(2002; 166 pages)
Fixed-combination medicines: an Australian perspective
Dr Leonie Hunt, Australia
Australia has an independent regulatory system, which covers premarket assessment, pharmacovigilance programmes, the use of standards, enforcement of GMP requirements, a register of approved goods, and clinical trials. Independent expert advisory committees have been used extensively to provide guidance for decisions. For medicine regulations, there are the Australian Guidelines for Registration of Drugs. International guidelines are adopted whenever appropriate.
Fixed-combination products are important tools in therapeutic regimes. They may have a number of potential advantages over single therapies, including greater effectiveness, improved safety profile and simpler therapy. However, there are also potential disadvantages. As the formulation is fixed, doses cannot be easily adjusted to meet the needs of individual patients. For patients who are well controlled by single therapies, fixed combinations may give unnecessary exposure to a second medicine. Furthermore, there are additional adverse events. Therefore, justification is needed for each particular fixed-combination product, and the development of such a product should address the issues of the benefit and risk of the combination. Justification should take into account effectiveness, safety and improved compliance.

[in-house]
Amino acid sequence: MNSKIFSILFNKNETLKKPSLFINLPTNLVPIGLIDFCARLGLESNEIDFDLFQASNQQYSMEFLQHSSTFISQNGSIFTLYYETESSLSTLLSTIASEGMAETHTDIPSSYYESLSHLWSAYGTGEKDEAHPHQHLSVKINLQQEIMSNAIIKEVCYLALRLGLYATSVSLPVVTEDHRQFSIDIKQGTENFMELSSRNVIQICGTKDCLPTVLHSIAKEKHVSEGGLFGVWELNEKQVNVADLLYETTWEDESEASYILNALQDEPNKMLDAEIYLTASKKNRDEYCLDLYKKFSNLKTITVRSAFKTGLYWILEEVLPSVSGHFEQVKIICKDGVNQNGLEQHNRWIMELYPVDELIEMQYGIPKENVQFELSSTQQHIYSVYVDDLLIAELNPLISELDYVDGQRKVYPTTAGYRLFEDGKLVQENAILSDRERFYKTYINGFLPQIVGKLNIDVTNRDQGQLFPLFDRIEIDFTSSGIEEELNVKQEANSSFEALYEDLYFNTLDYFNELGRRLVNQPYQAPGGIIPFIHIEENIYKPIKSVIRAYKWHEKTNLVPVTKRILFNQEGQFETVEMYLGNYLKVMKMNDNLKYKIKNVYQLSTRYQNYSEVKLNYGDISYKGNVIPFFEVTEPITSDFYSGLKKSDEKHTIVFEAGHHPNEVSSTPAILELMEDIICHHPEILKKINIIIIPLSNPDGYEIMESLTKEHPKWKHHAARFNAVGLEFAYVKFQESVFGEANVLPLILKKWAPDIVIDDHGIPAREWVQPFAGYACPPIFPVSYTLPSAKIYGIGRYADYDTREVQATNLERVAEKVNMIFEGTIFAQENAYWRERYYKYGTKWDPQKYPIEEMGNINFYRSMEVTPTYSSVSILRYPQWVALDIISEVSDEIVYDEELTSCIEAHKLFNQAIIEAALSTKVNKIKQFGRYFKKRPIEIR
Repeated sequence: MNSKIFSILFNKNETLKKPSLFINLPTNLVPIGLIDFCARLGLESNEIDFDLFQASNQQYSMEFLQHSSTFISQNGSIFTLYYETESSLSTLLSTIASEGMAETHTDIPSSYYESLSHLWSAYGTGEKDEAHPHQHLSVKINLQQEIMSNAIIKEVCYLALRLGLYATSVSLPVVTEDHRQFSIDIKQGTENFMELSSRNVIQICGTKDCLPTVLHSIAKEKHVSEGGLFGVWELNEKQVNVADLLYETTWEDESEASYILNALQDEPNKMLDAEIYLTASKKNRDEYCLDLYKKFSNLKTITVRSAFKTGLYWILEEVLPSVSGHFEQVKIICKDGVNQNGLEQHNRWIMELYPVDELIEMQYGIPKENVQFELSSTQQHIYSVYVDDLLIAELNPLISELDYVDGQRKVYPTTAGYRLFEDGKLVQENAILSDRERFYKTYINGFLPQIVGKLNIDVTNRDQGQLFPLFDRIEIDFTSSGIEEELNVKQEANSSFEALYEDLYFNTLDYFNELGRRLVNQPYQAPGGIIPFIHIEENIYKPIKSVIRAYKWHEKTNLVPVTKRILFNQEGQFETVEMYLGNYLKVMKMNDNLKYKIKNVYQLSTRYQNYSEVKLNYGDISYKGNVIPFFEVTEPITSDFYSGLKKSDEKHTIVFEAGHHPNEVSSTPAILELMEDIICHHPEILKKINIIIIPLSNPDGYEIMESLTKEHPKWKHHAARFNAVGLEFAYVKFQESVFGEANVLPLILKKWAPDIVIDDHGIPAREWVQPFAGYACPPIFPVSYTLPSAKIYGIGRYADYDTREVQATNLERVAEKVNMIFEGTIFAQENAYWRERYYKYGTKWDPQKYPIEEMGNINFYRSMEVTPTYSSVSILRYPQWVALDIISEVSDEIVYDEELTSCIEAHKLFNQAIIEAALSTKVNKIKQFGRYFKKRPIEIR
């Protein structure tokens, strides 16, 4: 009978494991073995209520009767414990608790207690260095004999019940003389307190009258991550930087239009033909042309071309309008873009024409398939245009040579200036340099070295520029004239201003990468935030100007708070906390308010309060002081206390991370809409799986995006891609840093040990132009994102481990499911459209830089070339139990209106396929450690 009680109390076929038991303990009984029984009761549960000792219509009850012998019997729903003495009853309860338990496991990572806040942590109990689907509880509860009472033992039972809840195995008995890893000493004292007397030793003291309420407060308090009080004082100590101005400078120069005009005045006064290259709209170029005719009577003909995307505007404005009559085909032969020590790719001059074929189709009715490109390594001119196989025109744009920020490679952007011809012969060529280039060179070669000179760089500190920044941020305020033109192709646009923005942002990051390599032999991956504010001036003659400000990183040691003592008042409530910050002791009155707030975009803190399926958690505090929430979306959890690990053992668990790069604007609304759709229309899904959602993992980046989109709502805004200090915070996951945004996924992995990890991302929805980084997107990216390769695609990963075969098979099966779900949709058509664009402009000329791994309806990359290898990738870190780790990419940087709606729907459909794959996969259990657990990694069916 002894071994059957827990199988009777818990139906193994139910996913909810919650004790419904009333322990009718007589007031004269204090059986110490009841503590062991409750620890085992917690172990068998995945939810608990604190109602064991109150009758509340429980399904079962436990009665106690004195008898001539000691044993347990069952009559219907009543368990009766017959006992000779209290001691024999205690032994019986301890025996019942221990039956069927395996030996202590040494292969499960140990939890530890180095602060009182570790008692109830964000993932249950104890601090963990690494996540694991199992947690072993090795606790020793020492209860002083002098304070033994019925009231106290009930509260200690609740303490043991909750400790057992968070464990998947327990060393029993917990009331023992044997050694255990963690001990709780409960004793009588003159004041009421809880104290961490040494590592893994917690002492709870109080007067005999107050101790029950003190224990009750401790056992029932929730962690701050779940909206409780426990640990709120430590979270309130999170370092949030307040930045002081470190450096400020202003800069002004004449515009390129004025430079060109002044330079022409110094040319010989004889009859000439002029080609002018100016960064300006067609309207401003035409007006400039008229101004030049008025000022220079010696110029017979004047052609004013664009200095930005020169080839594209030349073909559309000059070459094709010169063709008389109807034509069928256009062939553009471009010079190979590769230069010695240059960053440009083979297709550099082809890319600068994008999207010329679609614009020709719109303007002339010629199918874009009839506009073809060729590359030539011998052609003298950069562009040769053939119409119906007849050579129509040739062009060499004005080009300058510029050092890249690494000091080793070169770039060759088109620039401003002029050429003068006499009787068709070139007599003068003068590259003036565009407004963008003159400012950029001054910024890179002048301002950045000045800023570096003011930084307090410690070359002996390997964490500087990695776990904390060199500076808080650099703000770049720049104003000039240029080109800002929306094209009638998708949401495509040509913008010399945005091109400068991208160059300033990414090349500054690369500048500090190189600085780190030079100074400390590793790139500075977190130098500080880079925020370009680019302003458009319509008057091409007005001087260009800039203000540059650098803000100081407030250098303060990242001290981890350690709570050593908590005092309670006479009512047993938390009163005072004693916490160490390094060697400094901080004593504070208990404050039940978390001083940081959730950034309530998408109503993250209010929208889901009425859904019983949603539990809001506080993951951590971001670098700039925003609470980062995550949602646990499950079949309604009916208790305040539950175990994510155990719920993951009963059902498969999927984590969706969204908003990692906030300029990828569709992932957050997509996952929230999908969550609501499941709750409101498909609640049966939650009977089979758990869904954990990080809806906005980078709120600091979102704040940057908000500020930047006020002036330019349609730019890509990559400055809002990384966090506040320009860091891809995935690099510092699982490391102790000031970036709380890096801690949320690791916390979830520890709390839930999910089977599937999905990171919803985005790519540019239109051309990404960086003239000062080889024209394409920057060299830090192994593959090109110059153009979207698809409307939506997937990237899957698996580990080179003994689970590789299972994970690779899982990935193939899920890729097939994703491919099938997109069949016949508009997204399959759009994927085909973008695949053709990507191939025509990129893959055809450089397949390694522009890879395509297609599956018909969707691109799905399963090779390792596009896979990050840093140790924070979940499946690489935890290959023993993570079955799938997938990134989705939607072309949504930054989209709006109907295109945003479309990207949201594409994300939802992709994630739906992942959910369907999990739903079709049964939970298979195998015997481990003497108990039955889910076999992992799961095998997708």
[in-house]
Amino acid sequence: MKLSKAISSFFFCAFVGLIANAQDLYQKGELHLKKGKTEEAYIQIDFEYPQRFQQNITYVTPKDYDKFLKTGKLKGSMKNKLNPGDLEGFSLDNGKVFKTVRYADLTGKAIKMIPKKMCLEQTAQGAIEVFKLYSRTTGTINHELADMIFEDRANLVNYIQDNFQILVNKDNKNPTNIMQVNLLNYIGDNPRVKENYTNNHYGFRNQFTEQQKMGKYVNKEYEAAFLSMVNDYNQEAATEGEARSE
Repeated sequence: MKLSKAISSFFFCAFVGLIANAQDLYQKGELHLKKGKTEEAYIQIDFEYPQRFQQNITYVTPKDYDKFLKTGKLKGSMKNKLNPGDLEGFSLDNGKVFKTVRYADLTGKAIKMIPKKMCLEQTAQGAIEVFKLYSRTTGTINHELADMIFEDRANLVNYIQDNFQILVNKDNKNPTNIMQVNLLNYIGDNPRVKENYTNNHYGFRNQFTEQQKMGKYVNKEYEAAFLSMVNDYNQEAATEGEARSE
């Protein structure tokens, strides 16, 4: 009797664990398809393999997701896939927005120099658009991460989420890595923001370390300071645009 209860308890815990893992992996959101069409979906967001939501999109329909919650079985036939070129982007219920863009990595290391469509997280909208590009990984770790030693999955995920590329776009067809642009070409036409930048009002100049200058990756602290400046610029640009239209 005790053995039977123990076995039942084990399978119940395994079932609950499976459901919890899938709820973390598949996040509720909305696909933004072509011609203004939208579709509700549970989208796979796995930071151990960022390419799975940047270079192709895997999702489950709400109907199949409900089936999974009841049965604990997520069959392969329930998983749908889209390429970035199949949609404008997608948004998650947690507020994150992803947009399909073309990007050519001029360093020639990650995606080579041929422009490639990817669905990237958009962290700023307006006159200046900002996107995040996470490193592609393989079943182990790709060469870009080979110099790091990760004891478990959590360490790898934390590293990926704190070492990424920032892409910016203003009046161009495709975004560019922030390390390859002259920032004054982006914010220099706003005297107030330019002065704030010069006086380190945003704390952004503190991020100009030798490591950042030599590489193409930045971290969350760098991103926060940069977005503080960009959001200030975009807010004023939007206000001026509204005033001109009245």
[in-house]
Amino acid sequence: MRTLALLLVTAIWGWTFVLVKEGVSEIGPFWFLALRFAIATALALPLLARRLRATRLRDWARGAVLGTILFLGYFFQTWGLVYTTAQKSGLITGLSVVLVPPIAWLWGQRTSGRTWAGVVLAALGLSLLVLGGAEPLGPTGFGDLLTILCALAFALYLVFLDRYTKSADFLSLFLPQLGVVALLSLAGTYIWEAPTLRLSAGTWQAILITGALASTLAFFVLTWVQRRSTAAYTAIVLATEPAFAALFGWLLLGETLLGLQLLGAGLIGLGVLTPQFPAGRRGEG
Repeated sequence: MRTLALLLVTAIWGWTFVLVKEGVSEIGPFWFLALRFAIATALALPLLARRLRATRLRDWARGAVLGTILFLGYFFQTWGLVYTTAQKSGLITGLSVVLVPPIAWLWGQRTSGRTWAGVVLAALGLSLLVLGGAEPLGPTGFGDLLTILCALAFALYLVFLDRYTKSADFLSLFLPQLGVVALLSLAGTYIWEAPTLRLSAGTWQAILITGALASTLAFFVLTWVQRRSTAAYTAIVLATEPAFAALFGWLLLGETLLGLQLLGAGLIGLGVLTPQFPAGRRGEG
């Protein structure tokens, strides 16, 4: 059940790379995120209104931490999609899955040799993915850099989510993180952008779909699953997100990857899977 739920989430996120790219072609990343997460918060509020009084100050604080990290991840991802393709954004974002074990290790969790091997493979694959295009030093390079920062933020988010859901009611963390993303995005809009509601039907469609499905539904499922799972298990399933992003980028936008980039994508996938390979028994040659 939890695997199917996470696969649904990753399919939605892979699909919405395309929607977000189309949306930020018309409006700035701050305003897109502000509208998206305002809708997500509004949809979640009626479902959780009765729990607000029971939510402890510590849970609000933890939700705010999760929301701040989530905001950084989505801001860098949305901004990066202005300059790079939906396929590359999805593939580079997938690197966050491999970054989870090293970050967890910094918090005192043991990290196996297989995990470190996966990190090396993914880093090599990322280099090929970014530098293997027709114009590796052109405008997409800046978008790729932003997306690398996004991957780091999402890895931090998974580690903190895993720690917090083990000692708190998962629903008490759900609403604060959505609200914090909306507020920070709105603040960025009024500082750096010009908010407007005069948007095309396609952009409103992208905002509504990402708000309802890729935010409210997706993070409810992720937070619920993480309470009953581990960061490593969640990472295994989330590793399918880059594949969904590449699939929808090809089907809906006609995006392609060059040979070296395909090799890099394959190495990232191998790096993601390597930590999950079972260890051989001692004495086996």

Fixed combinations must be of acceptable quality and logical combination. Moreover, the effect of interactions, within or outside the combination, on the pharmacodynamics and pharmacokinetics, should be investigated. In Australia, it is generally recommended that new combinations should be used as an add-on to single therapy, unless it can be demonstrated that use of the combination drug as first-line treatment is optimal. The minimum effective dose and maximal dose response should be established for the drugs used alone and in combination. The efficacy of the combination should be compared with the effective doses of the medicines alone, other reference therapies, and placebo. Finally, animal studies should have been performed and human data are required, for the medicines administered singly and in combination, to ensure safety.
In summary, fixed-dose combinations offer potential advantages to patients but are not always appropriate or rational. Careful selection of the medicines to be used, and assessment of use of the combination, are required to maximize the benefit.